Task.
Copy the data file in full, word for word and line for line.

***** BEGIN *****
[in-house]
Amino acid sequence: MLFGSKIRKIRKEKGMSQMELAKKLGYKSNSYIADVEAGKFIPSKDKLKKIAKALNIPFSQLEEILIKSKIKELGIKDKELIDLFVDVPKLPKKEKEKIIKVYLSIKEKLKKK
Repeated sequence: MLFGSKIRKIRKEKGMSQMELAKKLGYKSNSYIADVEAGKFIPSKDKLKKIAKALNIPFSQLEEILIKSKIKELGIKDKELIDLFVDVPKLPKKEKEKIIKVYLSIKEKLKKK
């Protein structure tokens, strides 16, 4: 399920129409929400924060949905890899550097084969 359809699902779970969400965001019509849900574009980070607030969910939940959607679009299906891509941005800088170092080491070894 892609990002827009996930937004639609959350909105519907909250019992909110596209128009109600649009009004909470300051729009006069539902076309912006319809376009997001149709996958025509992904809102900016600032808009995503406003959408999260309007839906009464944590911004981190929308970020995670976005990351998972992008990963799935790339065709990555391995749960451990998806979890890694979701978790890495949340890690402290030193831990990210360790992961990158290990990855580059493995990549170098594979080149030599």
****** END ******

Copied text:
[in-house]
Amino acid sequence: MLFGSKIRKIRKEKGMSQMELAKKLGYKSNSYIADVEAGKFIPSKDKLKKIAKALNIPFSQLEEILIKSKIKELGIKDKELIDLFVDVPKLPKKEKEKIIKVYLSIKEKLKKK
Repeated sequence: MLFGSKIRKIRKEKGMSQMELAKKLGYKSNSYIADVEAGKFIPSKDKLKKIAKALNIPFSQLEEILIKSKIKELGIKDKELIDLFVDVPKLPKKEKEKIIKVYLSIKEKLKKK
């Protein structure tokens, strides 16, 4: 399920129409929400924060949905890899550097084969 359809699902779970969400965001019509849900574009980070607030969910939940959607679009299906891509941005800088170092080491070894 892609990002827009996930937004639609959350909105519907909250019992909110596209128009109600649009009004909470300051729009006069539902076309912006319809376009997001149709996958025509992904809102900016600032808009995503406003959408999260309007839906009464944590911004981190929308970020995670976005990351998972992008990963799935790339065709990555391995749960451990998806979890890694979701978790890495949340890690402290030193831990990210360790992961990158290990990855580059493995990549170098594979080149030599």